In case you haven’t already guessed, I’m cookie obsessed. I’ve been making and decorating cookies ever since I was a child. For several decades now, every holiday I come up with a fresh new look and collection.
My aim is cookies eye-catching enough to stand out and create a stir (and, of course, that taste as good as they look). I want people to ooh and aah and comment (just before they take a bite), “This is really too pretty to eat!”
Using an assortment of decorating techniques, over the years I’ve made a goodly number of cookies that have elicited this kind of response: Stained glass stars and Christmas trees (more on the stained glass method here), sparkling iced snowflakes in a variety of sizes, and “painted” springerle, are just some of the most memorable ones.
Interestingly, the desired pizazz with sugar cookies doesn’t generally come from relying on fancy, hard-to-find cutters, or in using a lot of decorator sprinkles. And usually not from adding elaborate piped details either, although the rocking horses and dollie cookie at left did require a good bit of piping.
But, since I don’t work in a bakery or decorate baked goods all day long, piping isn’t my forte, and often, I just brush on icing details (like the stocking heel and toe, left) with a small artist’s brush. (If you’re decorating with children, note that they are also particularly comfortable applying icing with a brush.) Although my kitchen contains a lot of cutters (I just bought a canister containing 20 holiday shapes for $5!) and I have many kinds of sprinkles, these don’t actually get used much. The stocking cookie, which is accented with clear crystal sugar, is the only one here sporting any sprinkles at all.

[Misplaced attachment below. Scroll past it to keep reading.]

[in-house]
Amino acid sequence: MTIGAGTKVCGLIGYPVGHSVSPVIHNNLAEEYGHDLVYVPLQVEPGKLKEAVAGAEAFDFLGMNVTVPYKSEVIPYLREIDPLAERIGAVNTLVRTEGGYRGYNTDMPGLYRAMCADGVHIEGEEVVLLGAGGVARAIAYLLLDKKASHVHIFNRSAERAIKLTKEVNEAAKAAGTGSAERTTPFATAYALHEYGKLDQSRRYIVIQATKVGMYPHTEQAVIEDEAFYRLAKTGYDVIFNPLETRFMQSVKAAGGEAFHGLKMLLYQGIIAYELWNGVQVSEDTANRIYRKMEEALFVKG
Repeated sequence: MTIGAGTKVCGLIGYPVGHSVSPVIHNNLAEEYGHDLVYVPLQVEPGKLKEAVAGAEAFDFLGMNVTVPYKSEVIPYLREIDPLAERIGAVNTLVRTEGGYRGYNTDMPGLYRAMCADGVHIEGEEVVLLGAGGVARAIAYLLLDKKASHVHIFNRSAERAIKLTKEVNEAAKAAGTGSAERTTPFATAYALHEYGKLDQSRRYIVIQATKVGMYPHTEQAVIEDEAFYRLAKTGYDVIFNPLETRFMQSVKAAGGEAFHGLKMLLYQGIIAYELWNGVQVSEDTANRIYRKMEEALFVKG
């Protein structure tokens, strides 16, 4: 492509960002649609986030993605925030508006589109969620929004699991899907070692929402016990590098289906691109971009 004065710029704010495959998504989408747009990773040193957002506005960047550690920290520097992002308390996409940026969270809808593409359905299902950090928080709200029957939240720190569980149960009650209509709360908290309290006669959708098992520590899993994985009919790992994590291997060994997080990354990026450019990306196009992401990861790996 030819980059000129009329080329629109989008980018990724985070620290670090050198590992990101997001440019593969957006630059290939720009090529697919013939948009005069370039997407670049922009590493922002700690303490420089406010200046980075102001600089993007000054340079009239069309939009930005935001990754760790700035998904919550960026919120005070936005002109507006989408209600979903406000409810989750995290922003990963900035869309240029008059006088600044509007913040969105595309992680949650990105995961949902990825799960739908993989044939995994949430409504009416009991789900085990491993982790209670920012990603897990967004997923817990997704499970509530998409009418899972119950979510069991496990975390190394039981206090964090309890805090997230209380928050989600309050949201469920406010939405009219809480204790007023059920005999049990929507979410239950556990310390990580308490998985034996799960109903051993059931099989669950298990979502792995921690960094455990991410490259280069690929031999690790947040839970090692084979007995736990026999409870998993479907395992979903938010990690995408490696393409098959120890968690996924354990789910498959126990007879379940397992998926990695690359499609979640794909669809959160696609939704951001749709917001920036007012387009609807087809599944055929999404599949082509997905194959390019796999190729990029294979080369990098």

Instead, the key to truly eye-catching iced sugar cookies is simply to avoid the traditional (make that ho-hum) bright red and green Christmas colors, and rely on a fresher, less familiar palette. If you look carefully at all the cookies here, you’ll see that they’re readied from about six complementary custom-blended royal frosting colors that are mixed and matched in various ways. Tip: The brown hue is created by stirring a little sifted unsweetened cocoa powder into a red or yellow shade.
Even if you prefer to stick with the more conventional red-green holiday scheme, it’s easy to update the look just by mixing up, say, a more interesting evergreen or lime shade by adding a drop of blue or yellow into the usual green, and a less predictable purple red by tinting it with a drop of blue. And remember that for real wow power, you need to employ an array of at least four or five colors, not just a couple of shades.
One more technique that you see here and can readily copy is the decorative scalloped effect shown on the snowmen’s hats above left, on the lower candy cane and snowflakes right, and bell, star and dollie pictured at the top. It’s called marbling and involves nothing more than piping a straight line or circle of contrasting icing onto a layer of still-wet base layer of icing, then drawing a toothpick through the piped lines to produce ripples. For more how-to details and examples of the marbling technique, go here. For a good all-purpose sugar cookie dough, go here.
For more inspiration on coming up with striking color palettes and achieving beautiful results such as the painted sugar cookie leaves below, check out my post on pumpkin and leaf cookies here. Or check out how to make your own custom-color cookie and cake sprinkles here.